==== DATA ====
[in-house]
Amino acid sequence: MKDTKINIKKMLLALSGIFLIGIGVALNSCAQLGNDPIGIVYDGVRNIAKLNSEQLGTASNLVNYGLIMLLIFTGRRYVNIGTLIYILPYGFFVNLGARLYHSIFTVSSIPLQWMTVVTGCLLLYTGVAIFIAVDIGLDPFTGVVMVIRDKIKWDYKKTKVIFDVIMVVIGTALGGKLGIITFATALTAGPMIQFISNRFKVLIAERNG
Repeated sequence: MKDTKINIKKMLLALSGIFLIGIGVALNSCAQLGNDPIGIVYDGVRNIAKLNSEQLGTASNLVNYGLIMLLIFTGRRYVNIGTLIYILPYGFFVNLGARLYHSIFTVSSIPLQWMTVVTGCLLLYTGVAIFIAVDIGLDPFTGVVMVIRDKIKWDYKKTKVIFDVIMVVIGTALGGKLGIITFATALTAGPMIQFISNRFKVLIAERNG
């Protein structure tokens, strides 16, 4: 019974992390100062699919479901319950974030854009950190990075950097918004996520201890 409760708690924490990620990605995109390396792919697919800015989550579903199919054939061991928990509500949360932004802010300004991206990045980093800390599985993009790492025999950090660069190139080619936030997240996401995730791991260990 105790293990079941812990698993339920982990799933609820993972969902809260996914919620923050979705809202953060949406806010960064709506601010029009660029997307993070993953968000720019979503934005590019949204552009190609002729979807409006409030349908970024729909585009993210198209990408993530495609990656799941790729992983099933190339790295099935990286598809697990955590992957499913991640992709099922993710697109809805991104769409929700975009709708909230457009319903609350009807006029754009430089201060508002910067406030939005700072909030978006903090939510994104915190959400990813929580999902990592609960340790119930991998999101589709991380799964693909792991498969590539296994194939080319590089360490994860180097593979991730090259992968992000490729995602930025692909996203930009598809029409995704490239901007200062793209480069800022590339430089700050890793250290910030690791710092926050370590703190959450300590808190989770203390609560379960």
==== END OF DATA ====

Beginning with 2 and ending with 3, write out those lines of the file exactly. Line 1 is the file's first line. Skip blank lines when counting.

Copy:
Amino acid sequence: MKDTKINIKKMLLALSGIFLIGIGVALNSCAQLGNDPIGIVYDGVRNIAKLNSEQLGTASNLVNYGLIMLLIFTGRRYVNIGTLIYILPYGFFVNLGARLYHSIFTVSSIPLQWMTVVTGCLLLYTGVAIFIAVDIGLDPFTGVVMVIRDKIKWDYKKTKVIFDVIMVVIGTALGGKLGIITFATALTAGPMIQFISNRFKVLIAERNG
Repeated sequence: MKDTKINIKKMLLALSGIFLIGIGVALNSCAQLGNDPIGIVYDGVRNIAKLNSEQLGTASNLVNYGLIMLLIFTGRRYVNIGTLIYILPYGFFVNLGARLYHSIFTVSSIPLQWMTVVTGCLLLYTGVAIFIAVDIGLDPFTGVVMVIRDKIKWDYKKTKVIFDVIMVVIGTALGGKLGIITFATALTAGPMIQFISNRFKVLIAERNG